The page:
I got a little revision on Centaur Field done. A lot of games of boggle. Watched Netflix and On Demand movies. Caught up on “Bones” and “Top Chef” among other tv series. Read a bunch of magazines. In other words, I was forced to lead a normal life.

I don’t like it!

November 9-21, 2011:


Despite my wonderful PA’s best efforts to control me, I did too much travel this past week and a half.

There was the Connecticut Book Fair where Heidi and I presented and signed  a gadzillion books. I was also at the special dinner for the winners of the Raab prize (the young illustrators used my poem “Infirm Pachyderm”and I was one of the judges.) I stayed at Susannah Richards house.

That was quickly followed by a two day trip to Indiana where I spoke in Fort Wayne’s Convention Center, addressing the Indiana Library Federation in a speech called “I Still Believe in Books.” Plus a signing. And met both the author/comic book illustrator of UnShelved, and four wonderful fairly new Indiana YA authors who were all delightful.

Followed by a Boswell Books signing with Heidi up in Shelburn Falls, attended only by seven adults and 3 children and I think we sold seven books altogether, but we love Shelburn so not a complete loss.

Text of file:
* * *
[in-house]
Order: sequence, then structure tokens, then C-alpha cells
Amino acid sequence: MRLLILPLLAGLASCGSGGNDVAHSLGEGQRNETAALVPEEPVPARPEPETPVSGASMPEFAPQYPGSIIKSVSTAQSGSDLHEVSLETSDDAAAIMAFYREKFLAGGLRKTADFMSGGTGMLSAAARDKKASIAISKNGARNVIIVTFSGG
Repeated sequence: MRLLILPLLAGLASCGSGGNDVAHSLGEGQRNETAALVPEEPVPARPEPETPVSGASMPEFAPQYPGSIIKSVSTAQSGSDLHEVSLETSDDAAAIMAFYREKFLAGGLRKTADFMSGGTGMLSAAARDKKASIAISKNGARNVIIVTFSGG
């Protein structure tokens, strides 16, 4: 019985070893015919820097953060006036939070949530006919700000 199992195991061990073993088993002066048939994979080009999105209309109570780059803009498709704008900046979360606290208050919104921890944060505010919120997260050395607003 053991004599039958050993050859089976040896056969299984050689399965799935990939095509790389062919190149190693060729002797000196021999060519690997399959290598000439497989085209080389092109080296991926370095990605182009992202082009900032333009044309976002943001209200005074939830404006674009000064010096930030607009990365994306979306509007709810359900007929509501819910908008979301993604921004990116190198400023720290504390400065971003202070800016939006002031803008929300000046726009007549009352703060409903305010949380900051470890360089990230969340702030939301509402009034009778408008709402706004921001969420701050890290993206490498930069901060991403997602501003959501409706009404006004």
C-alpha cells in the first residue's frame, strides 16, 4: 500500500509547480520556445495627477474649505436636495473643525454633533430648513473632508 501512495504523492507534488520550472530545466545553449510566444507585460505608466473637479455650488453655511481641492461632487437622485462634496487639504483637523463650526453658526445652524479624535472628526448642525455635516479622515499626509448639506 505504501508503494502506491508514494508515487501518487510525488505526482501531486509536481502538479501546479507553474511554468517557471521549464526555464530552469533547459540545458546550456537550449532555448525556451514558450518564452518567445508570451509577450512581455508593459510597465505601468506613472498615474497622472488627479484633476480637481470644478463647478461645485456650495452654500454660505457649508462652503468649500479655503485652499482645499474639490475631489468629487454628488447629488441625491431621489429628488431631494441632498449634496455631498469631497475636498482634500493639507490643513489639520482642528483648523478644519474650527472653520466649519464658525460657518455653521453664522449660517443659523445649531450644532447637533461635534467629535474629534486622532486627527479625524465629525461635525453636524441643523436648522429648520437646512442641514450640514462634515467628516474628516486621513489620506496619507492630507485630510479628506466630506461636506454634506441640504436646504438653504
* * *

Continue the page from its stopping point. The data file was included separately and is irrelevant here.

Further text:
Then Rebecca Guay and I went to Barnes and Noble to do a presentation to three classes of a local school (they walked over for the preentaion)–6-8th graders. Sold maybe ten books.


Tea with a college friend Mary, an evening watching Maddison dance at the Willison dance concert, Rebeeca G’s art gallery opening, dinner with my children’s book dinner group, and then the first of the Thanksgiving week of dinners with friends at Heidi’s.

Book stuff:

Managing to keep writing a poem a day. (Since January 1!)

Working on the first two chapters of Centaur Field.

Saw the absolutely adorable color pictures for Waking Dragons.

Learned that on the Poetry Foundation’s list of bestsellers, gathered from actual book sales in numerous bookstores across the country, Things To Say to a Dead Man was #7 on the contemporary list and Switching on the Moon #7 on the children’s list.

And here’s one of the poems from this ten days:

Listening to the News Reminds Me of Yeats

These are the turnings we were warned of,

the center imploding, the far edges

of the universe folding in upon themselves.

Now birds fall from the darkening skies;

preachers become prophets, making profits

from the end of days; a haze of obituaries;

fewer weddings and those disputed.

Notice how no celebrities look like us,

with their perfect bodies and ironed faces,

while we wrinkle like the sea.

There is no rough justice slouching

towards Bethlehem or the Arab states,

or for that matter in the courtrooms of Texas,

or the boardrooms of multinational banks.

Wall Street crumbles, the stock market stumbles,

housing starts tumble. Yeats set it all down first:

that bloody tide of change and not-change,